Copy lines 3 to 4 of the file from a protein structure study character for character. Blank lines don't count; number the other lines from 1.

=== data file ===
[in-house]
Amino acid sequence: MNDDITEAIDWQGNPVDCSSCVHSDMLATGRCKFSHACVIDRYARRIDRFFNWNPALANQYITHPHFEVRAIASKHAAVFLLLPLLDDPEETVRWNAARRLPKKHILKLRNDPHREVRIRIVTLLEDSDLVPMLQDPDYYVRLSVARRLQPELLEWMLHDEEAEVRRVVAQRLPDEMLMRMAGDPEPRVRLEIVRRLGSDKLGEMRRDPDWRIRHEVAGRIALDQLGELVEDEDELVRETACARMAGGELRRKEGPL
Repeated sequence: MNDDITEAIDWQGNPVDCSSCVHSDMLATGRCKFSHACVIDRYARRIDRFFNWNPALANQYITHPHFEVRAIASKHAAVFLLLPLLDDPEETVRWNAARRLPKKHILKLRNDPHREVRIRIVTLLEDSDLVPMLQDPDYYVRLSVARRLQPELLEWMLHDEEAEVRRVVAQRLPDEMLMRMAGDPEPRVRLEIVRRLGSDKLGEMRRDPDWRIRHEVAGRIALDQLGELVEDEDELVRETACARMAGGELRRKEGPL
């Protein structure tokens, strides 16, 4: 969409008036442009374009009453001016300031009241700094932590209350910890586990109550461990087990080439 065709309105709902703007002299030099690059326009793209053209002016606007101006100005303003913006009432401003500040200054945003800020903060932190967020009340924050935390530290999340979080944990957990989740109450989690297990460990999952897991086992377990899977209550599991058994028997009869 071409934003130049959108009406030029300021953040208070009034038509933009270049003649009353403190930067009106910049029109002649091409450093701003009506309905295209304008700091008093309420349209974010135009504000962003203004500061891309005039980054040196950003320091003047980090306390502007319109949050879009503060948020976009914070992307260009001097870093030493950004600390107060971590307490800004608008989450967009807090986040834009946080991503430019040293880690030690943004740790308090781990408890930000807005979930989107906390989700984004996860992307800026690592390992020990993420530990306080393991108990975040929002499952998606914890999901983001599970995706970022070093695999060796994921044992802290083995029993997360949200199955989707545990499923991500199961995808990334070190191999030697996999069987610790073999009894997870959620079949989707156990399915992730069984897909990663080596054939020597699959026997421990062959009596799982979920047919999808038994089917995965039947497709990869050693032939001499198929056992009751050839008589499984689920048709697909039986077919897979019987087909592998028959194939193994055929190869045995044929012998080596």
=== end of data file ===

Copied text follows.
Repeated sequence: MNDDITEAIDWQGNPVDCSSCVHSDMLATGRCKFSHACVIDRYARRIDRFFNWNPALANQYITHPHFEVRAIASKHAAVFLLLPLLDDPEETVRWNAARRLPKKHILKLRNDPHREVRIRIVTLLEDSDLVPMLQDPDYYVRLSVARRLQPELLEWMLHDEEAEVRRVVAQRLPDEMLMRMAGDPEPRVRLEIVRRLGSDKLGEMRRDPDWRIRHEVAGRIALDQLGELVEDEDELVRETACARMAGGELRRKEGPL
């Protein structure tokens, strides 16, 4: 969409008036442009374009009453001016300031009241700094932590209350910890586990109550461990087990080439 065709309105709902703007002299030099690059326009793209053209002016606007101006100005303003913006009432401003500040200054945003800020903060932190967020009340924050935390530290999340979080944990957990989740109450989690297990460990999952897991086992377990899977209550599991058994028997009869 071409934003130049959108009406030029300021953040208070009034038509933009270049003649009353403190930067009106910049029109002649091409450093701003009506309905295209304008700091008093309420349209974010135009504000962003203004500061891309005039980054040196950003320091003047980090306390502007319109949050879009503060948020976009914070992307260009001097870093030493950004600390107060971590307490800004608008989450967009807090986040834009946080991503430019040293880690030690943004740790308090781990408890930000807005979930989107906390989700984004996860992307800026690592390992020990993420530990306080393991108990975040929002499952998606914890999901983001599970995706970022070093695999060796994921044992802290083995029993997360949200199955989707545990499923991500199961995808990334070190191999030697996999069987610790073999009894997870959620079949989707156990399915992730069984897909990663080596054939020597699959026997421990062959009596799982979920047919999808038994089917995965039947497709990869050693032939001499198929056992009751050839008589499984689920048709697909039986077919897979019987087909592998028959194939193994055929190869045995044929012998080596």